Tuesday, January 29, 2019

The Model Thinker #5 : The Normal Distribution

Image result for normal distribution

The normal distribution curve can be used to assign probabilities to values. Every data point can be condensed into two numbers, the mean of the curve which measures the average, and the variance, which measures the dispersion of the curve.

The normal distribution curve is symmetric about their mean and finds application in many areas of nature. The average height of the test scores, size of flora and fauna, life spans can all be modelled by the normal distribution curve. A very important theorem is the central limit theorem, where adding or averaging the random variables produces a normal distribution curve.

Are there different kinds of distributions ?

When random variables are added together, the resulting distribution curve is likely to be normal. But when random variables are multiplied together, a different distribution curve results. This is a lognormal distribution.

Image result for lognormal distribution

Salary raises are typically expressed as a percentage increment. So folks with higher salaries receive a higher increment for the same percentage raise.Because of this, the income of population tends to follow a lognormal distribution curve. Notice that larger variances in a lognormal distribution curve tends to result in fatter tails to the right.

The lognormal distribution possibly provides a better explanation as to why inequality in our society exists - increments are expressed in percentages so higher paid professionals are given higher increments. Things would be very different is increments are expressed in absolute figures - we might even end up with a gentler form of capitalism.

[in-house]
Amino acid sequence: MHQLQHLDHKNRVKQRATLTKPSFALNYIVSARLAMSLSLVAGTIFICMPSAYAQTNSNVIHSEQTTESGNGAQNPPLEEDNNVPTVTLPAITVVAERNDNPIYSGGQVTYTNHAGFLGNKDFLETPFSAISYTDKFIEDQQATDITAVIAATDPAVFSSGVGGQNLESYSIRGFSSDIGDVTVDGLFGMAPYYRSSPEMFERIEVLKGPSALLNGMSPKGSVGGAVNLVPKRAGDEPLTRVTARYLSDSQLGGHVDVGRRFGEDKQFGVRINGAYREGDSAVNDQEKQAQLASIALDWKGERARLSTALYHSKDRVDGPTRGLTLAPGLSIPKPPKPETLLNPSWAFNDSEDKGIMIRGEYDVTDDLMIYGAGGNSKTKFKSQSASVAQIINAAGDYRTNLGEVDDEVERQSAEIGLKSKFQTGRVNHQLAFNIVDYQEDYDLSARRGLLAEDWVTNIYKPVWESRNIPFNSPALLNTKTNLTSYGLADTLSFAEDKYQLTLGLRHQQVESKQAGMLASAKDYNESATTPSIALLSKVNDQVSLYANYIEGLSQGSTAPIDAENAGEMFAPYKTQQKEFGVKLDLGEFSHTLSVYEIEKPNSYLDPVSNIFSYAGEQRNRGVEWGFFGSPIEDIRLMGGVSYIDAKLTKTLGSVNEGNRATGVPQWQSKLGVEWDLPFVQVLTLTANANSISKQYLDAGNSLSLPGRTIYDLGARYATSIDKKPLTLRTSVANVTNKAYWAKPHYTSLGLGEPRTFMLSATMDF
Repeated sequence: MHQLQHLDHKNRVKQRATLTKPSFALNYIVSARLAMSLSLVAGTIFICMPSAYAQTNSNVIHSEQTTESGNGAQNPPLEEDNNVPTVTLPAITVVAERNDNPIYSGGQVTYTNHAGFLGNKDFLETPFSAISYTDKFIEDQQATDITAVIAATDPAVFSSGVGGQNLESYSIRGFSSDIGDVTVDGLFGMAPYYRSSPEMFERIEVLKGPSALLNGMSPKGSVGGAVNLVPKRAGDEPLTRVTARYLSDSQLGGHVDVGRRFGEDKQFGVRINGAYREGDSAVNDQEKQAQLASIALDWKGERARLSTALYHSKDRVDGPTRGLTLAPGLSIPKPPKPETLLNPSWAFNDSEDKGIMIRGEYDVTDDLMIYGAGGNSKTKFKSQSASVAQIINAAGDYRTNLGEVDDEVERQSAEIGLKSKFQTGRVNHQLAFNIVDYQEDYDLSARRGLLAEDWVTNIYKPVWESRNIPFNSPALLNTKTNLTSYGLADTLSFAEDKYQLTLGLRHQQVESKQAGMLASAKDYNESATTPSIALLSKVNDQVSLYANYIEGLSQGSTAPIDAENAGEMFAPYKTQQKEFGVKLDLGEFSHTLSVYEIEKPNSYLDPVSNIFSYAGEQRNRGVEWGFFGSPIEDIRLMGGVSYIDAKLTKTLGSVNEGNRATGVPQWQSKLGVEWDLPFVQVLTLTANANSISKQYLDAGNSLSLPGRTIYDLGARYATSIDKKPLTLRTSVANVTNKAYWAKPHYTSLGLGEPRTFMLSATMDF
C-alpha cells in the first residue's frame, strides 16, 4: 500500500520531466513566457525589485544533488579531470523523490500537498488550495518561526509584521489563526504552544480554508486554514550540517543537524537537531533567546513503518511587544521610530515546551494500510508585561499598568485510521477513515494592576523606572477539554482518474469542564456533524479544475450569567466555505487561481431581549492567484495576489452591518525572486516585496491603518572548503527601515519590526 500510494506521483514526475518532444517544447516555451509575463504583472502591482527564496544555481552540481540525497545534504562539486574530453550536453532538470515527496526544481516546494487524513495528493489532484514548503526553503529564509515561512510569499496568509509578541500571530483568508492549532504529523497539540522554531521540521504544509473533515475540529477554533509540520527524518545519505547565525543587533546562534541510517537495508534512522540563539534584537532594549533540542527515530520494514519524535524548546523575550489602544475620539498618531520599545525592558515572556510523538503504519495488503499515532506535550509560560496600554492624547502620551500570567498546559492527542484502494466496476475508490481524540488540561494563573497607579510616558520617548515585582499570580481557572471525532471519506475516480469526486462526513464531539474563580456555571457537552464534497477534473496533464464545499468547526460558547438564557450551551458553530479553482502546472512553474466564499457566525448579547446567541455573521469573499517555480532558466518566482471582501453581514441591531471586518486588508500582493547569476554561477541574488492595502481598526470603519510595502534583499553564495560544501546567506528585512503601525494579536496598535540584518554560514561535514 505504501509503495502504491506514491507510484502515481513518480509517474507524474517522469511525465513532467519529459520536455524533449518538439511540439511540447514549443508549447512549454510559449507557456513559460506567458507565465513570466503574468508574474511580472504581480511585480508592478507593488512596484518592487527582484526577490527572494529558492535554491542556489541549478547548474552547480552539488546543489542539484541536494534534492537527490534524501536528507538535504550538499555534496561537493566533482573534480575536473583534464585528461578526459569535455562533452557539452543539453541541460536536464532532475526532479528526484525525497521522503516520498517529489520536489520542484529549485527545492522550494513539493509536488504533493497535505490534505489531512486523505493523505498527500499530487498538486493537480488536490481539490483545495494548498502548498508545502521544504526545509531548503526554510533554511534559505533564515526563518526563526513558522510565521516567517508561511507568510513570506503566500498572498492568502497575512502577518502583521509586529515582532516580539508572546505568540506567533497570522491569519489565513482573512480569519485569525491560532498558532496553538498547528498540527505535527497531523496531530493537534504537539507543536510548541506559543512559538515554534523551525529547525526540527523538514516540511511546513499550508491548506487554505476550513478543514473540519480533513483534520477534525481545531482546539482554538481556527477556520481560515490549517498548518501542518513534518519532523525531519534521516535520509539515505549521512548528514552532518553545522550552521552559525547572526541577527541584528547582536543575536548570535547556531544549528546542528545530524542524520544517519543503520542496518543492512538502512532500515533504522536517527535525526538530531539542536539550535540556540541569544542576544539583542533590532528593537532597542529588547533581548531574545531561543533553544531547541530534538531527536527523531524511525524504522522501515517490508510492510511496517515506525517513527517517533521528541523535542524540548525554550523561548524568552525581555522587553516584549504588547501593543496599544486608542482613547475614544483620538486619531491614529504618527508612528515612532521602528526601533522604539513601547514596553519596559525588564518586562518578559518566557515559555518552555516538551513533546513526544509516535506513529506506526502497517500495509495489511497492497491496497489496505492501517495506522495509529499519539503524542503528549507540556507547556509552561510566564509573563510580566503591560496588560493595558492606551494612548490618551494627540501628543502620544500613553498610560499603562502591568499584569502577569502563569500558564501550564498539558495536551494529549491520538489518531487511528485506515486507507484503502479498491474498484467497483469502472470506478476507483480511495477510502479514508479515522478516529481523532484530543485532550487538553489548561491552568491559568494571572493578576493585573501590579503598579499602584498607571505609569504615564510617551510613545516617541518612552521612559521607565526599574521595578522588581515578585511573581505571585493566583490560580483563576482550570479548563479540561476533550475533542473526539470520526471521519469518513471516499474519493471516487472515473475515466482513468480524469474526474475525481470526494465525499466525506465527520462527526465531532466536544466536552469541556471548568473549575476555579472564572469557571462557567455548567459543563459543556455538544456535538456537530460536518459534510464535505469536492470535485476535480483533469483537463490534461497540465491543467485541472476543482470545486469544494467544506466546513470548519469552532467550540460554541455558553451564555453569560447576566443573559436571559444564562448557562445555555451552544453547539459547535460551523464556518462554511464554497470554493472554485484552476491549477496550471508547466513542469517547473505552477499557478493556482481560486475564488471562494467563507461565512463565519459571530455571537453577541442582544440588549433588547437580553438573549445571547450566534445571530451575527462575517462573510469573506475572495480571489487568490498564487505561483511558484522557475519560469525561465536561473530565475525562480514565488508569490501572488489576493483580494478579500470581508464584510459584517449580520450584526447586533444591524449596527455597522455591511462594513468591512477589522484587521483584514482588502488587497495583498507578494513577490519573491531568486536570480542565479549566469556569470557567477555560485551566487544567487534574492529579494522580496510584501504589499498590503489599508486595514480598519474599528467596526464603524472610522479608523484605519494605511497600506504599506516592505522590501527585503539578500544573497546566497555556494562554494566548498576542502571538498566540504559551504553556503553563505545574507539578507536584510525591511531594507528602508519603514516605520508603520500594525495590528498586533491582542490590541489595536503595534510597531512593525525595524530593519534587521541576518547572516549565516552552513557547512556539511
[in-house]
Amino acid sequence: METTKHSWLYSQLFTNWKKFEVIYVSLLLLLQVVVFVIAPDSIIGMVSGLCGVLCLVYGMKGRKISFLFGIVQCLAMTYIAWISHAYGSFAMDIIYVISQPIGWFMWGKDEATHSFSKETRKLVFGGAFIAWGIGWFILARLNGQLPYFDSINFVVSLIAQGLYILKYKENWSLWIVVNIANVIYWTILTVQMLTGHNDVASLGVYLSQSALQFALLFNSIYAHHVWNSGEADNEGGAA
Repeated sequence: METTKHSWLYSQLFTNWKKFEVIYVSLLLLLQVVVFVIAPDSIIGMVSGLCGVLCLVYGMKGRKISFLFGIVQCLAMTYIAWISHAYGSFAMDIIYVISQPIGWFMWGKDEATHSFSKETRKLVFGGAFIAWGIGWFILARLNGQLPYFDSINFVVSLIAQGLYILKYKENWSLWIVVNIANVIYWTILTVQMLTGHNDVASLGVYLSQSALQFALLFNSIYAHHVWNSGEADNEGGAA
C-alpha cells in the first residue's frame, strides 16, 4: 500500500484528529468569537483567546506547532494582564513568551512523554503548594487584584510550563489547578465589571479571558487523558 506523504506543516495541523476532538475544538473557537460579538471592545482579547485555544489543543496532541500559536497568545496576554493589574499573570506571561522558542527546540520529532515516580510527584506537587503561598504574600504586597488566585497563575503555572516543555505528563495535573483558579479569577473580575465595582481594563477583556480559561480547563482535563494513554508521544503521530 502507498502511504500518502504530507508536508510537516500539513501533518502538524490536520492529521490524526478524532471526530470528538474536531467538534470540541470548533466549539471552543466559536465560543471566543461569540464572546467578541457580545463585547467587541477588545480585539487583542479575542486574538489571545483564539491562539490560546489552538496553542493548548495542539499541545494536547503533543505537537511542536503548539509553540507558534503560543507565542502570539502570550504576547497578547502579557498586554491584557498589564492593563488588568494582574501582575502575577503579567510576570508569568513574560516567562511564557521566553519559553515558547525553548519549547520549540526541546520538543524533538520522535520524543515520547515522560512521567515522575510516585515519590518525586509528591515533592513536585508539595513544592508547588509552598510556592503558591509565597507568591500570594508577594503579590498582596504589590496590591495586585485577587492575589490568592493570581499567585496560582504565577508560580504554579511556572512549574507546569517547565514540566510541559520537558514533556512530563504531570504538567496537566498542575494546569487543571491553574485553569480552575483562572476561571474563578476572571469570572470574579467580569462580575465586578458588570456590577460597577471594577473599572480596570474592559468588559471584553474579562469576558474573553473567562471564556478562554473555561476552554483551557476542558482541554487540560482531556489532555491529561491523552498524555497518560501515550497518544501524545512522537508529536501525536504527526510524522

Financial professionals often have no choice but to express market returns as being normally distributed. When they have to work with actual stock market levels, they apply a logarithmic function before feeding it into a regression exercise.

The truth is that most of us are aware that markets generally do not follow a normal distribution, but we are often forced to because more complicated distribution functions ( possibly suggested by Nichola Taleb ) may not even have a means of defining the variance of the distribution.

You can read about how the abuse of a mathematical function was probably what almost killed the markets in 2007 here.


  1. Haha so the Env minister (or his scholar underlings) should have used a lognormal distribution instead of using the Sec 2 maths explanation of 1 in 50 years (actually 1.25 in 50). :P

    Intuitively, market returns as a whole appears to be lognormal with a -ve skew i.e. fatter left tail.

    While markets tend to produce +ve returns and more +ve years over the long run, extreme -ve years tend to produce much larger quantums as opposed to extreme +ve years.

    But maybe that's just my bias coz my investment memory only extends back to the mid-1990s.

  2. Unknown,

    You brought up an interesting perspective.

    Let me make some guess as to why you have such observations.

    Because we express returns in percentage changes, the returns itself is generally approximated to be a normal distribution rather than a lognormal distribution. ( Log normal distribution refers to the level of the STI rather than the returns. ) So normally unless you have a very nifty strategy, it rarely skews to the right.

    It skews to the left because you have a fairly decent strategy but it captures hidden risks like credit risks or liquidity risk.